One of the millions who were watching “The Ed Sullivan Show” on that fateful night in February of ’64 (when the Beatles made their first U.S. television appearance), Lee has lived the babyboomer-musician’s dream by at various points sharing a stage with three Beatles. And, he’s perpetually tickled by the fact he goes to work every day in the joint where that band played that night. “I gave Paul McCartney a hug when his son, James, was on Letterman,” Lee recalled. “Being in the Sullivan Theater, I told him, ‘Welcome home!’”

Lee’s new album, Love, Gratitude & Other Distractions, features original songs rendered with help from guitar slingers Steve Lukather, Pat Metheny, Billy Gibbons, Leni Stern, and Oz Noy, along with several other top-tier musicians including Shaffer.

“It’s a lot of fun,” he says of the disc. “I usually like listening to it, and there’s nothing better than when someone tells you they feel something when they hear it.”

Is there any particular reason you waited 20 years between solo albums?
I think because I was working (laughs!) It’s funny though, all these song ideas fill my brain to the point I just can’t do my day-to-day work anymore! They drive me nuts and I’ve got to get them out. In the back of my mind, I was always ready to start another album, but it took a certain spark, which was the recording of “Miss Understanding.” That song was done at a songwriter’s circle where we were playing original tunes in front of an audience, and somebody recorded it. I sent the file to a drummer I wanted to hear it, and he liked it so much he put a track to it. That was the genesis.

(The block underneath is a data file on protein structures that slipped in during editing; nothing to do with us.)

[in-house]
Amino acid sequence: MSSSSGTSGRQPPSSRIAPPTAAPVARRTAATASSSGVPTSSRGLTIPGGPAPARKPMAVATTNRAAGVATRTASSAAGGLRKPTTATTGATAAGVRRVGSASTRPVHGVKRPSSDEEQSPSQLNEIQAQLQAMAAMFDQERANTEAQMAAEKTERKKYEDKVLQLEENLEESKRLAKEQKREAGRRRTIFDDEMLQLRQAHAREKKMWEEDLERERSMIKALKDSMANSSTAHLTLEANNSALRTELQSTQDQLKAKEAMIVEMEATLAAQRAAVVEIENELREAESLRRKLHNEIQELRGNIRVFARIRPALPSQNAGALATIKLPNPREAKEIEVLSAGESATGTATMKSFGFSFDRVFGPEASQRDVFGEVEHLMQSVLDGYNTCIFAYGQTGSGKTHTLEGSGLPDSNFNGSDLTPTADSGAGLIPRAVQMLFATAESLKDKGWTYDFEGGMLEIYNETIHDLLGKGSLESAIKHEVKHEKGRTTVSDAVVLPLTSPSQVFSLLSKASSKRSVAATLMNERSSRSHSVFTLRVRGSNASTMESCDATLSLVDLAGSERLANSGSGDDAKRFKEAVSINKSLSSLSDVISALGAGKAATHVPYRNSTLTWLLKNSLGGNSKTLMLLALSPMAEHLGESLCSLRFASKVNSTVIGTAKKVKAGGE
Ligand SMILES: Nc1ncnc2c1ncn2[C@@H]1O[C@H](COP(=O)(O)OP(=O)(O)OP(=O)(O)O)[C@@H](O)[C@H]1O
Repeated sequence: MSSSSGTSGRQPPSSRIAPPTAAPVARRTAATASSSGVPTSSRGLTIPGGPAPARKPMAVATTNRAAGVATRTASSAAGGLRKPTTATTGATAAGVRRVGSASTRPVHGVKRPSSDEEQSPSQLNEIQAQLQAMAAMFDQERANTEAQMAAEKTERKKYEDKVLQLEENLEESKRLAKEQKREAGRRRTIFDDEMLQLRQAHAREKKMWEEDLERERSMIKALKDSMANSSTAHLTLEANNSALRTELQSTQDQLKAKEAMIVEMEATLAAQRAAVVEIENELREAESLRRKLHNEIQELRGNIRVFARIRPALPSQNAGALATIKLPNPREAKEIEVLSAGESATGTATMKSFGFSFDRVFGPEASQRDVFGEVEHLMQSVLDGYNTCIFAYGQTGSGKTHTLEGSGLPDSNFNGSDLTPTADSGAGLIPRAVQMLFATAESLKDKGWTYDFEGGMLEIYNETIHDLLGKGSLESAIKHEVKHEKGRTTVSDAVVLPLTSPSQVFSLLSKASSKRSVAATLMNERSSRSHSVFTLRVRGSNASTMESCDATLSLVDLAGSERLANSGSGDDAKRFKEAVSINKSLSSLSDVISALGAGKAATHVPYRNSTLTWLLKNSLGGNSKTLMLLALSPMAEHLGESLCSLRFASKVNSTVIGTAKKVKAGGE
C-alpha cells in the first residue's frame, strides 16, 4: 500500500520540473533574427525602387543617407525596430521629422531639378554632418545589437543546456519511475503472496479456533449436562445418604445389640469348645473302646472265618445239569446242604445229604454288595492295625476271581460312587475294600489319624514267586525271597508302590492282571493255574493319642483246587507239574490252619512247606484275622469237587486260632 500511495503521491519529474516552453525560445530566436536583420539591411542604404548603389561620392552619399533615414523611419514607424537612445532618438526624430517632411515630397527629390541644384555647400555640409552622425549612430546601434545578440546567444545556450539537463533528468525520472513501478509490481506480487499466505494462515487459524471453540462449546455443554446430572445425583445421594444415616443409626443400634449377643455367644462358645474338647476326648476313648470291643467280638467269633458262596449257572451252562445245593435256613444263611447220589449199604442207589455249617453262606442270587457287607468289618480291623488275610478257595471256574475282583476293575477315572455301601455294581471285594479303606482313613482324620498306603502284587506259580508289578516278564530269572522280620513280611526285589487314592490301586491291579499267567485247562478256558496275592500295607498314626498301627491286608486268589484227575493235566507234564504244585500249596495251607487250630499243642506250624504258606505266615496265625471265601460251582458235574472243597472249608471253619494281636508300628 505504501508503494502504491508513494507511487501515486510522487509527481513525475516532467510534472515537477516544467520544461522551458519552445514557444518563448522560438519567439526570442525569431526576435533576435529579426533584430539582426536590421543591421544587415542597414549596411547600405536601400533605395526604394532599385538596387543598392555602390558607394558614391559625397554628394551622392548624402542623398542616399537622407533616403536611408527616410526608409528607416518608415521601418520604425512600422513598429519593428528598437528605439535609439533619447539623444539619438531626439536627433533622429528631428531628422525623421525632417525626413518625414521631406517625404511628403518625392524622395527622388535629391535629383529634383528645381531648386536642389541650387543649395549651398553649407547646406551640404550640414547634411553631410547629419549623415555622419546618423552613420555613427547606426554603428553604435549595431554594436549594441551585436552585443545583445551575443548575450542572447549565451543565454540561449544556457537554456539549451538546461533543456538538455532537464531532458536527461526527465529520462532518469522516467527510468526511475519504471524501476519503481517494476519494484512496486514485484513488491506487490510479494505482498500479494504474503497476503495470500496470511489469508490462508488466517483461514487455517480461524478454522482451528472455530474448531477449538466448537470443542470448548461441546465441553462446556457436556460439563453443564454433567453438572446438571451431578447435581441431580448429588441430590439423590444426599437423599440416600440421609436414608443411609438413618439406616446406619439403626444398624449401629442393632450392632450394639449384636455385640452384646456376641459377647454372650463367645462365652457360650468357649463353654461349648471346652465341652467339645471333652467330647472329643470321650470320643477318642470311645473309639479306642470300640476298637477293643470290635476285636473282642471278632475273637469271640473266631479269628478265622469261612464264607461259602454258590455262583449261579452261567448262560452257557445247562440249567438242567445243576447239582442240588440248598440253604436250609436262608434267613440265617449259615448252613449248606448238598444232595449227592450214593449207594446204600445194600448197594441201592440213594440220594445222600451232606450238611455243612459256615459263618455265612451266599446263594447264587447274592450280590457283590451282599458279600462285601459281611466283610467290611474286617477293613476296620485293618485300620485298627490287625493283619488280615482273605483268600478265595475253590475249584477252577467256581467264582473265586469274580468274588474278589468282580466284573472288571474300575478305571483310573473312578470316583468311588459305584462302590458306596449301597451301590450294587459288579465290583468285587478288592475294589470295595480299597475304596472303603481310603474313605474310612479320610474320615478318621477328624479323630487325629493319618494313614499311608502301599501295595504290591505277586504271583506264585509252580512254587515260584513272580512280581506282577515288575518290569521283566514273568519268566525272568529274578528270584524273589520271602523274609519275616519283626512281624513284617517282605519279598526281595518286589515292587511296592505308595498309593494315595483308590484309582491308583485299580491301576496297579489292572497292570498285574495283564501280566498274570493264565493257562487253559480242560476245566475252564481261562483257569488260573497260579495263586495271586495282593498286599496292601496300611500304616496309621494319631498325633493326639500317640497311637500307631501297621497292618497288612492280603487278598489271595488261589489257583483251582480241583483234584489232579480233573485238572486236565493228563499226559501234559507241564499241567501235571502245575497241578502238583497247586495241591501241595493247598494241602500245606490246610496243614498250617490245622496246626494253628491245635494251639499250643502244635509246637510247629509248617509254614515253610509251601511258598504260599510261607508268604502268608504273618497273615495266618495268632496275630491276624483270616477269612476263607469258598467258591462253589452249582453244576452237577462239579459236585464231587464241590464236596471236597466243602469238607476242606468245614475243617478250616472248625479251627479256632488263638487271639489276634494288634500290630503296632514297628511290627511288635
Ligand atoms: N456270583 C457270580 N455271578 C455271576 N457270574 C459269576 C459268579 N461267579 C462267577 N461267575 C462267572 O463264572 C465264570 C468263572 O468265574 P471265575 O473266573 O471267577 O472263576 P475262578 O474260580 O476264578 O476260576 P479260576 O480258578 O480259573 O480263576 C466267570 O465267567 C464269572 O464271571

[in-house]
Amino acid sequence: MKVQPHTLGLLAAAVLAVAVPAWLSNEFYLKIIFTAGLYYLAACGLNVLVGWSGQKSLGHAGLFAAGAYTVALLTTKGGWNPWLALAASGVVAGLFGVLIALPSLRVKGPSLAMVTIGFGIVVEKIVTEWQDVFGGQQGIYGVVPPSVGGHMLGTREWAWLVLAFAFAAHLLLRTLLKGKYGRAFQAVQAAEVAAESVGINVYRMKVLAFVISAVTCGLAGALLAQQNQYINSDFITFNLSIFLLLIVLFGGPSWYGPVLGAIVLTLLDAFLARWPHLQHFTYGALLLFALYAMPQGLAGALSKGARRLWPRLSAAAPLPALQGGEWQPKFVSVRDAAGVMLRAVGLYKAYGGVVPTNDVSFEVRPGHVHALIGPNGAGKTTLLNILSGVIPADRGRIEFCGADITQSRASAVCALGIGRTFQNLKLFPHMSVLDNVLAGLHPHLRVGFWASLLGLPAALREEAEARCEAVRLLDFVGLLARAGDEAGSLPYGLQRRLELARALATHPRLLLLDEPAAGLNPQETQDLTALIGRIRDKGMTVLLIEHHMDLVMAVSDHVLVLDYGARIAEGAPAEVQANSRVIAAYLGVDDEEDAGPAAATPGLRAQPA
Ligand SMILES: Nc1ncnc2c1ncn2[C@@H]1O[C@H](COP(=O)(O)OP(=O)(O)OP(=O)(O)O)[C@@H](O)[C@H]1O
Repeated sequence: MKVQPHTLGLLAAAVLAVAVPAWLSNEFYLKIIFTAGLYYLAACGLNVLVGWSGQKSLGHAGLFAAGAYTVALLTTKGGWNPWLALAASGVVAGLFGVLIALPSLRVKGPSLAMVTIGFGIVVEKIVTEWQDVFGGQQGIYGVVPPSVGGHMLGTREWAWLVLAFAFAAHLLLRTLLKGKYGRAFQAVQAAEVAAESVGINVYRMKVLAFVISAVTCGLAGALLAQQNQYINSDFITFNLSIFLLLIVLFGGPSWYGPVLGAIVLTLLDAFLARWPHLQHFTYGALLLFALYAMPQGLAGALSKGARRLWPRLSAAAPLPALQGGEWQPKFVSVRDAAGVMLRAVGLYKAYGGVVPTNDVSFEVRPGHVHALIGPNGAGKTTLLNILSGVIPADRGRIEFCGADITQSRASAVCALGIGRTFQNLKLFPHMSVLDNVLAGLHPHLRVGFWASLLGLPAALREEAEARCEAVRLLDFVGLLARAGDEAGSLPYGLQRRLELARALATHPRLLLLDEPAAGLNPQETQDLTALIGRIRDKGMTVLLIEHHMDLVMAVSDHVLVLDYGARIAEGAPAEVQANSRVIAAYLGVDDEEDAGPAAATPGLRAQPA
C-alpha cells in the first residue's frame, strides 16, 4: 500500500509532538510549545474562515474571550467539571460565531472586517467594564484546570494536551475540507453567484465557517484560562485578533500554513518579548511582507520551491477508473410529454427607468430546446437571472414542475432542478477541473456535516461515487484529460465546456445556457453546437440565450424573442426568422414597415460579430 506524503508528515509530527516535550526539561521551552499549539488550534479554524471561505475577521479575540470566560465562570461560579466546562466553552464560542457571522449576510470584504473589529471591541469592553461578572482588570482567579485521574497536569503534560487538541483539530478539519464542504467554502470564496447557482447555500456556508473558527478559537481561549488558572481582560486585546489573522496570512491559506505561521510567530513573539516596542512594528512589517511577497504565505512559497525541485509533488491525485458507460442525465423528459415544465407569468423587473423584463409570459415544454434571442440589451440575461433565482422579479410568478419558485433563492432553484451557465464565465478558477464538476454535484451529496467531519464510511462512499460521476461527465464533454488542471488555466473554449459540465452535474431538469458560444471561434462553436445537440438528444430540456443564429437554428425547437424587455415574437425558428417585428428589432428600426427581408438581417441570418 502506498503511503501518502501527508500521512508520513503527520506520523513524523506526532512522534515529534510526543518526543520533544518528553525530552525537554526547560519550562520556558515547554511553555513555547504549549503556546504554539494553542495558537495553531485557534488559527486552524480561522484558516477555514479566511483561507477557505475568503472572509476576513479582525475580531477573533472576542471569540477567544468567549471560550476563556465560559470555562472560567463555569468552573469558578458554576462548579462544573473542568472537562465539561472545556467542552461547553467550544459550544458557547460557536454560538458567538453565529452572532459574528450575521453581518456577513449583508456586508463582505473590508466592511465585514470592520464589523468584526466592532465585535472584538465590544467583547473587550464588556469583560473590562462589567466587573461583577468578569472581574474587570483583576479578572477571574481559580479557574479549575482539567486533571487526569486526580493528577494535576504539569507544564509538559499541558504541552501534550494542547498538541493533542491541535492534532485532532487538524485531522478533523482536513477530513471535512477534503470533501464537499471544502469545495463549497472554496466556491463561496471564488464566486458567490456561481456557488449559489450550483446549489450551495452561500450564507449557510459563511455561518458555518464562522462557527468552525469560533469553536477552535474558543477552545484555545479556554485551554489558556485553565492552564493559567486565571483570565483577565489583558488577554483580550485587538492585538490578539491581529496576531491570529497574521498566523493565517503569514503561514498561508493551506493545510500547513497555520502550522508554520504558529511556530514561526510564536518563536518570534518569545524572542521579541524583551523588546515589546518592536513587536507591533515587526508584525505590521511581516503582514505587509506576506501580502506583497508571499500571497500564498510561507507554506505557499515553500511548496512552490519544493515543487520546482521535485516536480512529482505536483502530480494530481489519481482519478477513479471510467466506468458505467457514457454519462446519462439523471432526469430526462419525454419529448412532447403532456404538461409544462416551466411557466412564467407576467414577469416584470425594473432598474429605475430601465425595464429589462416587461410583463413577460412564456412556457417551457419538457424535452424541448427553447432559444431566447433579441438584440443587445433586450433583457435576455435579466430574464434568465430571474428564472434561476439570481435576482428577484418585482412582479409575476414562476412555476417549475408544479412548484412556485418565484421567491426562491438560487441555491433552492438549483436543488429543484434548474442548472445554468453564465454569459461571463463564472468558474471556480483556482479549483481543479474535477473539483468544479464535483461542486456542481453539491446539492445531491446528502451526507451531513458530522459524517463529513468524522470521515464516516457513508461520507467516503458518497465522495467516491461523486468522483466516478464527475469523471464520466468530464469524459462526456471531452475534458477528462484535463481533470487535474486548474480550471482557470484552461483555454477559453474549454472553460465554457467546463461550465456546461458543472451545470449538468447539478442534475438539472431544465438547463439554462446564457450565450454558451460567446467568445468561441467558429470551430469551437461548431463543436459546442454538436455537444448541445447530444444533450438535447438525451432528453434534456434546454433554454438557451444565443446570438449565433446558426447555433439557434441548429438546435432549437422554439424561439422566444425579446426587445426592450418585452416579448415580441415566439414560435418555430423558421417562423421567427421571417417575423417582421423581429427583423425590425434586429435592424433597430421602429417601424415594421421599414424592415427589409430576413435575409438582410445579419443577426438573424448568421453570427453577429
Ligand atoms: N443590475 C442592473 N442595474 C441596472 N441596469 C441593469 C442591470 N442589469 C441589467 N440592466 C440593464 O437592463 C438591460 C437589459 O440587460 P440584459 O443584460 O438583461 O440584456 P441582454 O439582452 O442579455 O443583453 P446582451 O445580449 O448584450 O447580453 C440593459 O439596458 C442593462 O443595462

(LEFT TO RIGHT) Further evidence of the influence of the ’60s; Lee’s Vox Phantom bass. 1963 Fender Precision Bass. 1965 Fender Precision in Olympic White.
(LEFT TO RIGHT) Further evidence of the influence of the ’60s; Lee’s Vox Phantom bass. 1963 Fender Precision Bass. 1965 Fender Precision in Olympic White.

The album mixes funk and jazz but has a pretty strong pop vibe…
If I had to call it a genre, I’d say it’s “s**t I like.” I have a bunch of ideas for songs in the works for the next one – another plethora of stuff – and as much as I’d like to say, “I’m gonna do a funk album,” I think I’d lose interest. I like having a bunch of irons in the fire; I can’t focus on one song for too long.

How did you choose guitar players for the guest spots?
I just thought about who’d be perfect for each song. In the case of Billy Gibbons, it was interesting. In the midst of doing the album, I woke up one morning with the song “Get Out Of My Life Woman” in my brain, then the phone rang; “It’s Gibbons. I’m in town.” I said, “What are you doing tonight? Do you want to come over and sing ‘Get Out of My Life Woman’ with me?” And he goes, “I got a terrible cold – let’s get this recorded before it goes away.” He was so happy that I asked him because of his f***ed up voice that day! I can’t imagine any other singer having that reaction. And the song is really strong – a good juxtaposition of two voices. It reminds me of Sam and Dave, or maybe more Allison Krauss and Robert Plant.

So, the track happened fairly spontaneously?